Email campaigns – consider your audience and your offer
I am a raving fan of Sony Ericsson mobile phones. Recently I received an email from Sony Ericsson as part of what appears to be a customer retention program. The subject of the email is “More tips and tools for your W380a Phone”. The subject was interesting enough for me to open the email, as I’m always looking for ways to get more value out of the things I buy, especially my tech products. The subject got me in but I was disappointed after that.
Their offer, my expectation
OK, I didn’t expect that SE would provide me with tips and tools to turn my W380a into an iPhone, but I did have an expectation that I might find something useful that would validate my decision to buy a SE phone (and maybe another one in the future).
Sometimes there are hidden features in a technical product that are incredibly useful, but are hidden from plain sight (this is a completely different rant best handled by my colleague Steve Johnson). An email coming from the folks who designed and built the phone with an offer of “More tips and tools for your W380a Phone” got me excited that I would learn something new about my phone and hopefully solve a problem for me.
Another important point is I purchased an unlocked phone directly from SE. That places me in a special group of mobile phone owners in the USA. I can do things with my phone that my carrier might otherwise block. As a persona that puts me in a different buyer category than the person who gets a phone exclusively from his carrier, and SE knows this.
Here’s what I received…
The design is pleasant and the layout is easy to follow. I know that it’s definitely from Sony (good brand support, of course) and I know it’s about my phone (image/text).
But did you notice something? There’s a complete absence of tips or tools in the body of the email. I clicked on the link titled “Assistance and enhancers – go to the W380a Support zone” and this is where I landed…
It was the product support landing page for my phone. I would have had to go hunting for the tips and tools that were promised in the email subject line. You probably guessed I didn’t go any farther than this page. I expected tips and tools, but got hunt and peck.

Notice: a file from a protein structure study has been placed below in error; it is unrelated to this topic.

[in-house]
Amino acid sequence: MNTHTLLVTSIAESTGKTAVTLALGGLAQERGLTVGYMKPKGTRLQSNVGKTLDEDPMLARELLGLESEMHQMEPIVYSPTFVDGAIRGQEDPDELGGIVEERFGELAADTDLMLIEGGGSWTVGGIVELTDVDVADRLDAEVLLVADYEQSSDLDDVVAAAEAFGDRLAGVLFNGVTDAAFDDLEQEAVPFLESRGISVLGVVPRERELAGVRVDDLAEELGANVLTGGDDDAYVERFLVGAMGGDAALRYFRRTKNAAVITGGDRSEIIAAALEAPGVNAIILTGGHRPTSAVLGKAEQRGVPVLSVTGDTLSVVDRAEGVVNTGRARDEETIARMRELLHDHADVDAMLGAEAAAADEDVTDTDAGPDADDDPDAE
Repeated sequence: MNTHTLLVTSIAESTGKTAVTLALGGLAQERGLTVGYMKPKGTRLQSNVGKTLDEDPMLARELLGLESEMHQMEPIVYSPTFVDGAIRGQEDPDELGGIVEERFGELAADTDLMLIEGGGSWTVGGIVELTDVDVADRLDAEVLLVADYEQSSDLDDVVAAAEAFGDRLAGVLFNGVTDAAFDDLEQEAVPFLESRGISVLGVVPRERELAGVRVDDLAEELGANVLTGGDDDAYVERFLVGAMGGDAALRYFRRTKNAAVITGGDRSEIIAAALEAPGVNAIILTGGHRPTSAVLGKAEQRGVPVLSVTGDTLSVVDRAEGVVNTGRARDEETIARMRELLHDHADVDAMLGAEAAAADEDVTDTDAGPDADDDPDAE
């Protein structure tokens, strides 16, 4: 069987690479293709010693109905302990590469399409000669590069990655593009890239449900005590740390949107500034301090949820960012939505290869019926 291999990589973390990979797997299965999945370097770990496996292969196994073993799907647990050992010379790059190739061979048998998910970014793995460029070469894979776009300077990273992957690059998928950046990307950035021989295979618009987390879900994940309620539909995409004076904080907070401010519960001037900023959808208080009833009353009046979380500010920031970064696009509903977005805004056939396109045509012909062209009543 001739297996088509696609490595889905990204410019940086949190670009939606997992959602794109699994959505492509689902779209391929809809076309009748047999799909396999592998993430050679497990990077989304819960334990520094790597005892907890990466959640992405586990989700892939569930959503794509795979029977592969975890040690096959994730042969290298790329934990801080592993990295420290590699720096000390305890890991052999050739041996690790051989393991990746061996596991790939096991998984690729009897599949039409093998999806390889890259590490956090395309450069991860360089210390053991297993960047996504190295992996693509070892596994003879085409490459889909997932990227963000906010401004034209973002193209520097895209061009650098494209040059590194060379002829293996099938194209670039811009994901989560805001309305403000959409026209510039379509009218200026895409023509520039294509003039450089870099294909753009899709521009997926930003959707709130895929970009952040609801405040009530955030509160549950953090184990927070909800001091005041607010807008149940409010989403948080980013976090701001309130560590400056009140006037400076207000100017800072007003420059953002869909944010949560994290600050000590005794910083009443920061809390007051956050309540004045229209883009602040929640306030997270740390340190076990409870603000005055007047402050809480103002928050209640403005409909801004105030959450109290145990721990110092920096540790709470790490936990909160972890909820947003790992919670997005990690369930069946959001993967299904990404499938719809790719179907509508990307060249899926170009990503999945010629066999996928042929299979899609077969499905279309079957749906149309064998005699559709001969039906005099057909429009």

I want to use this example as a learning tool. It’s not intended to slight SE in any way and I don’t know the context (and associated pressure) for why this communication was created.
This email and landing page is just one example of a pervasive problem. In our haste to do something we run the risk of damaging our brand or breaking the bond of trust we’ve worked so hard to earn with our customers.
What’s the point?
Most likely this email is part of a customer retention program. The Apple iPhone is selling at a blistering pace and it is wise for SE find ways to keep the customers they have. Unfortunately this approach isn’t it.
The landing page reminds me of the feature-speak approach so many technology companies use. The “spray and pray” method shows every possible feature with the belief that readers will find the answers to their problems their own. That just doesn’t happen.
What should Sony Ericsson have done differently?
A huge opportunity was lost. My guess is that a boilerplate email template was created where customer names and phone models were pulled from a marketing database. There was nothing tailored to me and my phone at all, just generic links that would work regardless of the phone model.
SE had an opportunity to validate my decision to buy an unlocked phone from them. They also had an opportunity to plant a seed about future products and services. Instead they annoyed me. Annoyed customers seek alternatives.
SE should have a better understanding of their user/buyer persona (me). An empathetic understanding of their personas would have provided clear guidance on what the persona would value.
My challenge to you
Sending email to your customers as part of a customer retention program is more than just a “touch” or an item to clear off your checklist. You have a responsibility to make every connection as valuable as possible. Knowing what would be valuable and what isn’t comes through a buyer persona profile – the ability to see through the eyes of the customer.
Are you using buyer persona profiles to get into the heads of your customers?
Did you fulfill the promise of your offer? How do you know?
Is every communication to existing customers based on a goal, an outcome?
Are you doing what Sony Ericsson did? Are you sure?
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